ANKARA — Turkey’s ruling Islamist party lost its June 7 parliamentary election, its first parliamentary election lost since it came to power in 2002.
The Justice and Development Party (AKP) won 40.8 percent of the national vote after 98.3 percent of the votes have been counted at 1:00 a.m. local time. That vote earns the AKP about 258 seats, 19 short of simple parliamentary majority of 276 seats in the country’s 550-seat legislature.
The main opposition Republican People’s Party won 25 percent of the vote and 132 seats, the right-wing Nationalistic Movement Party won 16.5 percent and 81 seats, and the pro-Kurdish Peoples’ Democracy Party (HDP) won 13 percent and 79 seats.
The election results substantially weaken the AKP and deprive it of a single-party rule in the new term. The party can sign into a coalition agreement with one of the opposition parties, or opposition parties can try to form a government pushing the AKP into the opposition. In case of failure by any party to form a government, President Recep Tayyip Erdogan can call for early elections.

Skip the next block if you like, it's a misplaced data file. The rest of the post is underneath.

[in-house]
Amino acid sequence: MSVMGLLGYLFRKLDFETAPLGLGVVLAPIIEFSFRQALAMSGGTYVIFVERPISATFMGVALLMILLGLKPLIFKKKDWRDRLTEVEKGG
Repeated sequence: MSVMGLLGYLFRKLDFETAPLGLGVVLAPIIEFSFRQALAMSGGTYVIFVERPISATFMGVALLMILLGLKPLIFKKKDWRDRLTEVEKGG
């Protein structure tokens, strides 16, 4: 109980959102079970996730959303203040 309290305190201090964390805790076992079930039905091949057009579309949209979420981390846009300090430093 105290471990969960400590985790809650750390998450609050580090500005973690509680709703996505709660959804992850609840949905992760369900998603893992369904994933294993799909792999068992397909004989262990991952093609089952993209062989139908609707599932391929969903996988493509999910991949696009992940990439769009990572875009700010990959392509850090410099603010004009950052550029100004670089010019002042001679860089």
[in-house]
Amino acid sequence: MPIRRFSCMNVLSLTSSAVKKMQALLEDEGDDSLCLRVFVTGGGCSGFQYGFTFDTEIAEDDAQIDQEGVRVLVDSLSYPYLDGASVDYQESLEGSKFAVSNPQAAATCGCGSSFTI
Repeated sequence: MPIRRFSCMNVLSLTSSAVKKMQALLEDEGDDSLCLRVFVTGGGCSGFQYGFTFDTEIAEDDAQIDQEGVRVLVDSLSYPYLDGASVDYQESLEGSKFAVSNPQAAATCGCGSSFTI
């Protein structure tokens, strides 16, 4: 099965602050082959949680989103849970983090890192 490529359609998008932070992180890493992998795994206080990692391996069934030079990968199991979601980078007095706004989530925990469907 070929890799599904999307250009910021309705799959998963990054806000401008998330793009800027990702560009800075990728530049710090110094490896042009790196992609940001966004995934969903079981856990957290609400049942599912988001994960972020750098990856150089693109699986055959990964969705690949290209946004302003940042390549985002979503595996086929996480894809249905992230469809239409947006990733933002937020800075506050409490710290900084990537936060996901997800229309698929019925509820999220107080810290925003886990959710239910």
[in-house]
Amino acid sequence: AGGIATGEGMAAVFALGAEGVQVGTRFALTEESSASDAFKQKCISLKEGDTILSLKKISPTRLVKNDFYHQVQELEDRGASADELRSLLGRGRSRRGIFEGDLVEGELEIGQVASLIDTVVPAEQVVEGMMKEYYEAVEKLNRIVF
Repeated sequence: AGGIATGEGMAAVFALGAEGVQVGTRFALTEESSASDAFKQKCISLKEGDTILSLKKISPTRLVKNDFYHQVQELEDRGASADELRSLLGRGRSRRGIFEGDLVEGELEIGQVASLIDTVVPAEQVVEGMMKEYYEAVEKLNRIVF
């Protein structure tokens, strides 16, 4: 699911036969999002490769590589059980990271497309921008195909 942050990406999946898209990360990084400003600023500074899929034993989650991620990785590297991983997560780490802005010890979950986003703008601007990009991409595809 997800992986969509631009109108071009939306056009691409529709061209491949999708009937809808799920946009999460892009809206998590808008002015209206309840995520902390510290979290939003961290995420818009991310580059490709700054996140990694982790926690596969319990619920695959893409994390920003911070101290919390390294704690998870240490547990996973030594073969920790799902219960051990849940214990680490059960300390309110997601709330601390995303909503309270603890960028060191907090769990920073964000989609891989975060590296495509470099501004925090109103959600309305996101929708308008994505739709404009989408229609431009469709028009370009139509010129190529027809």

Analysts say the election results definitely put an end to Erdogan’s desires to rewrite the constitution to launch an executive presidential system.
“We expect a minority government and an early election,” a senior AKP official told Reuters on condition of anonymity.
HDP’s co-leader Selahattin Demirtas ruled out a coalition with the AKP and said election results have had put an end to talk of the stronger presidential powers. “The discussion of an executive presidency and dictatorship have come to an end in Turkey,” he told a news conference in Istanbul, describing the outcome as a victory “for those who want a pluralist and civil new constitution.”